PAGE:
Some classics (?) here: airports, biography, bombing.
Basil Collier, Heavenly Adventurer: Sefton Brancker and the Dawn of British Aviation (London: Secker & Warburg, 1959). I bought this during my PhD and never got around to reading it; as it turns out, no great loss. Brancker is an interesting if understudied figure (the only other biography of him was published in 1935): he held senior staff positions in the RFC from as early as 1913 and then the RAF until 1919; from 1922 he was the Director of Civil Aviation in the Air Ministry; in 1930 he was killed in the R101 disaster. And Collier should have been a good choice, as among other things he'd served as a RAF staff officer himself (intelligence) and then became an official historian (The Defence of the United Kingdom) and authorised biographer (Dowding). But despite the subtitle, this book is not particularly focused on what Brancker may have contributed to the development of aviation, before, during or after the war, or even particularly what he thought about it. You get a fair sense of the development of his career, and to a lesser extent his personal life; otherwise almost nothing about his life before or outside aviation. Nor is there much attempt at analysis, except in five chapters (out of twenty-eight) which, oddly, are concerned with the so-called 'English Dreyfus case', i.e. the dismissal of Violet Douglas-Pennant from the position of Commandant of the Women's Royal Air Force, in which Brancker played a small though admittedly important role. And to top it all off, I found Collier's style is annoyingly elliptical. That's not to say this book is all bad (I didn't realise that Brancker was the first aeroplane passenger in India, as early as 1910, and there's some interest in the portrait of RFC politics). But as you can probably tell, I think Brancker deserves a better biography than this.
Gillian Fuller and Ross Harley, Aviopolis: A Book about Airports (London: Black Dog Pub Limited, 2004). Part of a pioneering multimedia project by Fuller and Harley, two UNSW academics working at the intersections of art, mobility studies and critical theory, Aviopolis is not only a book but was also a website (aviopolis.com, c. 2003-2021). The book in turn consists of short essays, maps, infographics and charts, and many photos. These different aspects are all devoted to exploring airports (the big ones, anyway) as a new kind of city, 'a mutant geometry, a mobile polis of invasive security procedures and hyper-surveillance mixed in with the comfy banality of global franchising' (11). Some of the concepts deployed, such as the airport as non-space (i.e. usually not a place to go to in and of itself, but merely in order to get to somewhere else) are now fairly commonplace (though less so when Aviopolis was published) but others were new to me (such as the idea of airports terraforming their surroundings into terminal cities). While this might suggest it's a difficult read, it's quite short and there are, as noted, lots of pictures. So while I'm not sure the argument that 'this new type of life in the air is changing everything on the ground' (9) is sustained, Aviopolis serves as a good introduction to how airports might be good to think with.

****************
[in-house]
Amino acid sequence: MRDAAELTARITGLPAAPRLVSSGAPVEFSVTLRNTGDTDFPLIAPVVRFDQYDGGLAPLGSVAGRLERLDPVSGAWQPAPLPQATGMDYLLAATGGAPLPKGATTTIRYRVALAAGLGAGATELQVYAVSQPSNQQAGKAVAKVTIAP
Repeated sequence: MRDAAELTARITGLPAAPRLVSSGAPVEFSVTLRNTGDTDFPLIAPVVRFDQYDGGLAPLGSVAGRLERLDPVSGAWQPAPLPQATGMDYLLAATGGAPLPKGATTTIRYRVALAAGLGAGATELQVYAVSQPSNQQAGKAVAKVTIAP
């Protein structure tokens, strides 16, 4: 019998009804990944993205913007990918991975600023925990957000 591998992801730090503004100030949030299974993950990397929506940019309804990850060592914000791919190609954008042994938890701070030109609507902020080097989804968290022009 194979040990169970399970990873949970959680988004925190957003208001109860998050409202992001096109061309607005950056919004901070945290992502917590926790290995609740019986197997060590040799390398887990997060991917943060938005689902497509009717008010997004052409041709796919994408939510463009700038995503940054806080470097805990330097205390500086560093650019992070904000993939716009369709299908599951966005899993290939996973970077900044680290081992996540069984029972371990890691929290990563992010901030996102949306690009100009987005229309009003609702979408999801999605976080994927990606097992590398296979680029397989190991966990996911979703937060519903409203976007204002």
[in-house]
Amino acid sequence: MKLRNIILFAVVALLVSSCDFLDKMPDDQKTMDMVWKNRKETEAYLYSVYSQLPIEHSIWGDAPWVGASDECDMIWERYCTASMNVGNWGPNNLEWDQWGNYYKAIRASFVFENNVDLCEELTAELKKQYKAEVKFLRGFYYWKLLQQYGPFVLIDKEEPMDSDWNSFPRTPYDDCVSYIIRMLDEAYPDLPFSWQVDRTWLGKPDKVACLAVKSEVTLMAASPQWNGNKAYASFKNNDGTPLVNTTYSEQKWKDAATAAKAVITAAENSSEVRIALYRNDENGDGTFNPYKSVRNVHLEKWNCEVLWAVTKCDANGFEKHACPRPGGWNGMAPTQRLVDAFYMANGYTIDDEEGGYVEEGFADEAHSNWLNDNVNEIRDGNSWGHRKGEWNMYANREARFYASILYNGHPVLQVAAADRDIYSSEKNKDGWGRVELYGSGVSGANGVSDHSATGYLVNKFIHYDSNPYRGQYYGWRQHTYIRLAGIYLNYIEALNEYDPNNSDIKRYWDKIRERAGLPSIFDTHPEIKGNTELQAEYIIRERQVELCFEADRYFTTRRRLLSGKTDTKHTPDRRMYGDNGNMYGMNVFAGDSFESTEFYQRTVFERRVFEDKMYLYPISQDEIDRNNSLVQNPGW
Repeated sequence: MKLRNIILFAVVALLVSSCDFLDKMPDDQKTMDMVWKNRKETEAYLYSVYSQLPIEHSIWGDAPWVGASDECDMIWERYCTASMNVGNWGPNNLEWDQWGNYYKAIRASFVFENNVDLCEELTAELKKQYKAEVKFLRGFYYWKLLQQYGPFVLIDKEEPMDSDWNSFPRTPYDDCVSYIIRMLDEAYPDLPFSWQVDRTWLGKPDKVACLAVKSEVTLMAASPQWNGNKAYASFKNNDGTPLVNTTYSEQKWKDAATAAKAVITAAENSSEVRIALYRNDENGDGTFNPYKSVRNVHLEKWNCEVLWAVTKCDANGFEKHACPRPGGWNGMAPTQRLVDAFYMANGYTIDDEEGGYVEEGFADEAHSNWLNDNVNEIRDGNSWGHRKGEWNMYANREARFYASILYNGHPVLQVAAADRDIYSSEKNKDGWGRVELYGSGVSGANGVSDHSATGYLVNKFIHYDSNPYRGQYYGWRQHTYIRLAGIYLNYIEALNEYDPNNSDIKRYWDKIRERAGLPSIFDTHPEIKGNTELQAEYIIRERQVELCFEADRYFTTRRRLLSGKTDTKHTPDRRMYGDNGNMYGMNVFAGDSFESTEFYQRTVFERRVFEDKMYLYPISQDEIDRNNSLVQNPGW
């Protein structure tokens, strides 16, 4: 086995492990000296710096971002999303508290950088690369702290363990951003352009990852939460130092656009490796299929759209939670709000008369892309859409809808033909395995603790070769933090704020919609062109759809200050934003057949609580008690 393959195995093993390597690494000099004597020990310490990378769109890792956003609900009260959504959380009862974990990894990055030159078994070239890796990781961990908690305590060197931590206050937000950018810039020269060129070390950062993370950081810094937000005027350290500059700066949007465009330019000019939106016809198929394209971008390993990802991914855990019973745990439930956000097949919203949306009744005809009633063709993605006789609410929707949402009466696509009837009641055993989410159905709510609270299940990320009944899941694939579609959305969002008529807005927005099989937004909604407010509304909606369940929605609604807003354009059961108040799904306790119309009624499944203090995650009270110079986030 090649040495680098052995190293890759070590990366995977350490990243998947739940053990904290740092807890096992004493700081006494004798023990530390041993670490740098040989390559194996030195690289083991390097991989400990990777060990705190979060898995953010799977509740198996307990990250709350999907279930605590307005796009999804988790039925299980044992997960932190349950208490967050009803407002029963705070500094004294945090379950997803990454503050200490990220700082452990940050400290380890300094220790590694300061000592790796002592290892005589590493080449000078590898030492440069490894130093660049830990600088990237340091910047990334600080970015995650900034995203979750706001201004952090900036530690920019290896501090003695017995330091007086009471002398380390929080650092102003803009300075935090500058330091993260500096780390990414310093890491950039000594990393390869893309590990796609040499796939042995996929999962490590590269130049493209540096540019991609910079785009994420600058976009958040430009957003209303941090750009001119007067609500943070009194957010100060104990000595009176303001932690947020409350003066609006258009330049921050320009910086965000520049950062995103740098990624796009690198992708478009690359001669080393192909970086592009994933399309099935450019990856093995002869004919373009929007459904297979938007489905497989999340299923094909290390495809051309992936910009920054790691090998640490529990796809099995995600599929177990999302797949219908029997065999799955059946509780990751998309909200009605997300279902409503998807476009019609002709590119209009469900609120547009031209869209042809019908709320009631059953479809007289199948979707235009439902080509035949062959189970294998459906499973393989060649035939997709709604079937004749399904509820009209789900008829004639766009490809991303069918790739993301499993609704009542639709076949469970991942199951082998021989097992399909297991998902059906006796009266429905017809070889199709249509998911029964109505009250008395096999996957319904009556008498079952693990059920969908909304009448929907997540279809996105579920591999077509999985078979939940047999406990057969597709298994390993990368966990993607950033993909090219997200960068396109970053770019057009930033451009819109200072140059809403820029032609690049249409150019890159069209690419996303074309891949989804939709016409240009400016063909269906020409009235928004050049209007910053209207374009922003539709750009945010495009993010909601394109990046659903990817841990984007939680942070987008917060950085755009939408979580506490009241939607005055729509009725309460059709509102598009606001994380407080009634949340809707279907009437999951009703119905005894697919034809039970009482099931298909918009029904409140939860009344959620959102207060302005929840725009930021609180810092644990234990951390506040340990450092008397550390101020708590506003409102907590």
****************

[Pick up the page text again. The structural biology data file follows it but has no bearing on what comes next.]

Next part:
Martin Middlebrook, The Battle of Hamburg: Allied Bomber Forces against a German City in 1943 (London: Cassell & Co., 2000). I'm not sure I've ever read any of Middlebrook's books before, but I found this to be an excellent example of the kind of popular military history for which he's well known. There are no footnotes and just a single page of bibliography, but Middlebrook located many Allied and German (military and civilian) participants and used their -- often harrowing -- testimonies to great effect.1 His habit of heavily signposting what he is doing and why (e.g. 'I must now declare [...] This book will use [...] The reader is asked to [...] Please remember [...]' (144)) could have been wearying but I found it quite disarming, and it helped move the book from being mere narrative to a more analytical mode. Bearing in mind that The Battle of Hamburg was originally published in 1980 and so is a bit dated, Keith Lowe's heavily-researched Inferno: The Devastation of Hamburg, 1943 (London: Penguin, 2007) is still to be preferred (and it's also an excellent read). But if this has been sitting on your bookshelf for a decade or two and you were wondering if it was still worth reading, you could certainly do worse things with your time.
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- Edgar Pickles, who was the subject of a biography I covered in the first post in this series, gets a mention by way of an account by his navigator.